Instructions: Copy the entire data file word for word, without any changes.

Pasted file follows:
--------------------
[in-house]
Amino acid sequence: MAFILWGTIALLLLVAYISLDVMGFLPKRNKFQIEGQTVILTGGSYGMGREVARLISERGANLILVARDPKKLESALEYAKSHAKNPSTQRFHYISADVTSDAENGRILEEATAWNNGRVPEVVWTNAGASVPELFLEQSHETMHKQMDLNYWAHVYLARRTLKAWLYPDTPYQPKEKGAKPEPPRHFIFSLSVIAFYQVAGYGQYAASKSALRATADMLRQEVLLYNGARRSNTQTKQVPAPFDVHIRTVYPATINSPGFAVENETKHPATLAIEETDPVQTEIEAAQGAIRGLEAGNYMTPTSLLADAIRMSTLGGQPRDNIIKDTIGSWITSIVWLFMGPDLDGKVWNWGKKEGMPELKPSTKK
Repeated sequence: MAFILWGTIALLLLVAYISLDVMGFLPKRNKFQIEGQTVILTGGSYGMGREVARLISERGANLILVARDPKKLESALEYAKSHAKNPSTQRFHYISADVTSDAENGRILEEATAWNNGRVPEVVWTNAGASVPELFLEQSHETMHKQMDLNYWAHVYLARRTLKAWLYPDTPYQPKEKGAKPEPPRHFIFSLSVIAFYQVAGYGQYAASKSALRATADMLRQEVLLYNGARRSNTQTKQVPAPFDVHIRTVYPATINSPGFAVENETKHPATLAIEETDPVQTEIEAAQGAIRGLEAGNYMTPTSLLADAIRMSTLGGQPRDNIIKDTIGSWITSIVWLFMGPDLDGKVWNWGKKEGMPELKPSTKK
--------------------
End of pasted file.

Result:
[in-house]
Amino acid sequence: MAFILWGTIALLLLVAYISLDVMGFLPKRNKFQIEGQTVILTGGSYGMGREVARLISERGANLILVARDPKKLESALEYAKSHAKNPSTQRFHYISADVTSDAENGRILEEATAWNNGRVPEVVWTNAGASVPELFLEQSHETMHKQMDLNYWAHVYLARRTLKAWLYPDTPYQPKEKGAKPEPPRHFIFSLSVIAFYQVAGYGQYAASKSALRATADMLRQEVLLYNGARRSNTQTKQVPAPFDVHIRTVYPATINSPGFAVENETKHPATLAIEETDPVQTEIEAAQGAIRGLEAGNYMTPTSLLADAIRMSTLGGQPRDNIIKDTIGSWITSIVWLFMGPDLDGKVWNWGKKEGMPELKPSTKK
Repeated sequence: MAFILWGTIALLLLVAYISLDVMGFLPKRNKFQIEGQTVILTGGSYGMGREVARLISERGANLILVARDPKKLESALEYAKSHAKNPSTQRFHYISADVTSDAENGRILEEATAWNNGRVPEVVWTNAGASVPELFLEQSHETMHKQMDLNYWAHVYLARRTLKAWLYPDTPYQPKEKGAKPEPPRHFIFSLSVIAFYQVAGYGQYAASKSALRATADMLRQEVLLYNGARRSNTQTKQVPAPFDVHIRTVYPATINSPGFAVENETKHPATLAIEETDPVQTEIEAAQGAIRGLEAGNYMTPTSLLADAIRMSTLGGQPRDNIIKDTIGSWITSIVWLFMGPDLDGKVWNWGKKEGMPELKPSTKK